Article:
I’m not even going to attempt a comprehensive review of last night’s goings-on. Reid delivered above and beyond what I was expecting. Daithi trumped anything I’ve seen him do before. It was a night for overachieving.

Tonight, at the band-heavy fourth installment of Ones To Watch, I’ll be asking the same questions as before, only replacing Joey Two Synth with Billy New Strat. If I get anywhere near as encouraging an answer, I’ll be a very happy punter.

FRIDAY, JANUARY 13

Bantum

Reid

Daithi

Last Days Of 1984

White Collar Boy

Tenaka

Simon Bird

School Tour

Trophy Boyfriend

Nanobot

Sleep Thieves

North Sea

Morning Hush

Girl Band*

Ghost Estates

* Change from original line-up which listed Future Monarchs.

The Good:

White Collar Boy

The brainchild of Dubliners Gavin White and Mark Cummins, White Collar Boy sound mightily impressive on wax (by which of course I mean SoundCloud), but their oft-peaceful electronica took on a whole different form in the upstairs crook of Whelan’s last eve. The dreamy, ambient grooves on their Solar Midnight mini-album gave way to freewheeling rhythms, razor-sharp hooks and periodically, bone-shaking thumps, made all the more charming with some eerie, booming vocals. I was pretty floored to learn that their first live show took place only a month ago.

The Great:

Simon Bird performing in Whelan’s on Day Three. Photo by Ruth Medjber.

Simon Bird

Dublin-based Brit Simon Bird is the man responsible for one of my favourite sets at 2011’s Hard Working Class Heroes festival, so I was hardly surprised when I fell for his jarring, industrial grooves all over again last night. The real miracle is that, in just three months, Bird’s live show has become sharper, louder and all the more engaging.

A bonus: if you took a step back and squinted, it kinda sorta looked like Prince Harry was banging out the choons.

The Painfully Clever:

Trophy Boyfriend:

Dublin-based production whiz and probable evil genius Gregor Ruigrok AKA Trophy Boyfriend didn’t so much as flinch when he dropped his remix of Jedward’s ‘Lipstick’ towards the end of his set, but, to me at least, it felt like a dastardly plan to trick music-lovers into dancing blissfully along to the country’s most frequently-bemoaned musical duo. And dance they did…while bellowing out the reconstituted chorus. Interestingly enough, Trophy Boyfriend received equally ecstatic reactions for remixes of tracks by The Cast Of Cheers (‘Family’) and Le Galaxie (‘Powers Of Miami’), two bands whom it is acceptable, nay demanded, for any self-respecting Irish music fan to like. Clever, clever lad.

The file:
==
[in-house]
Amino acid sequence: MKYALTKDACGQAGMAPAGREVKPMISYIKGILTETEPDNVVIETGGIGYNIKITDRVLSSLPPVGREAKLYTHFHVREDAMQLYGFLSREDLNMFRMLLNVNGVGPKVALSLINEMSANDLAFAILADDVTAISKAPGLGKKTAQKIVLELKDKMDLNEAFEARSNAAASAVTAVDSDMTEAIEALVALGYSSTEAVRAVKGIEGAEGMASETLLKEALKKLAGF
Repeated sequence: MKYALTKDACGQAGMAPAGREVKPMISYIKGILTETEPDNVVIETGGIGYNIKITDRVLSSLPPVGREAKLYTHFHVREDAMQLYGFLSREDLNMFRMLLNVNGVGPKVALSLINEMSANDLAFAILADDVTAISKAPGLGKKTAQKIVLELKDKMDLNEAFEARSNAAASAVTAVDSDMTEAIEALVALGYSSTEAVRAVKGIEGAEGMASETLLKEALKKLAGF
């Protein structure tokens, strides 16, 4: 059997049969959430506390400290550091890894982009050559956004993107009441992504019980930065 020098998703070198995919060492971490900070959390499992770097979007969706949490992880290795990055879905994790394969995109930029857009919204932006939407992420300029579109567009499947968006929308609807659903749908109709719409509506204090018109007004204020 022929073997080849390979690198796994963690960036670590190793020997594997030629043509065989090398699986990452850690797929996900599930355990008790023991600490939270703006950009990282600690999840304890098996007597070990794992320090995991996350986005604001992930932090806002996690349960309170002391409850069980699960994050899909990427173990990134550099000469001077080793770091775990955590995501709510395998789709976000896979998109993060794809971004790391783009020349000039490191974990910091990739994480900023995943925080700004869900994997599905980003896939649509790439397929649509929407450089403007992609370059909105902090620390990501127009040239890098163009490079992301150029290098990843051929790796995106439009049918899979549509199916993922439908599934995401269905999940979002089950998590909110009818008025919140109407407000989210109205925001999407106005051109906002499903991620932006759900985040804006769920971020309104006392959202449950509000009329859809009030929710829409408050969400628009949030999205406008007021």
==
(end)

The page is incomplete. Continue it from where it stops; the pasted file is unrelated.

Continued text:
TONIGHT:

Depravations

Bouts

Spies

Alarmist

Redwoods

Dying Seconds

CFIT

Holy Roman Army

The Gandhis

Come On Live Long

Hush War Cry

Nanu Nanu

Trap Door

Futures Apart

Raglans

Gypsies On The Autobahn

For times, go here.

New Irish Sounds: Reid

The name: Reid. Just Reid.

The deal: yet another young Irishman making potent, swoonworthy electronica, 22-year-old Corkman Eoghan Reid launched his solo project a little quicker than most, playing his first ever live show at Electric Picnic last September. Since then, he’s released a debut EP, Genesis, and rustled up some really lovely remixes of tracks by Twin Sister, Owensie and Come On Live Long.

The sound: Woozy, atmospheric and heavy on the fizz and crackle.

This remix of Come On Live Long‘s ‘White Horses’ is my favourite Reid number yet, available for free download here.

There’s also Genesis, the free mini-album which was released on Blah Blah Blah Records last November. Here’s the video for the title track, featuring footage from Dimensions Of Dialogue, a stop motion animation created by Czech artist Jan Švankmajer.

 

He says: “MPD32 is making my live set so much more fun… Can’t wait to test it out at the Ones To Watch 2012 in Whelans.” – from Twitter

I say: If the live show’s half as good as the recorded material, Ireland’s got another truly brilliant beatmaker on her hands.

For lovers of: Toby Kaar, Solar BearsPaul Kalkbrenner 

In a word: cryptic

What now? Get an earful of Reid here and an eyeful of Reid tonight in Whelan’s as part of the Ones To Watch festival, or tomorrow in the Twisted Pepper along with, among others, SertOne, Bantum and Monto.

Follow: EoghanReid

Like: Reid on Facebook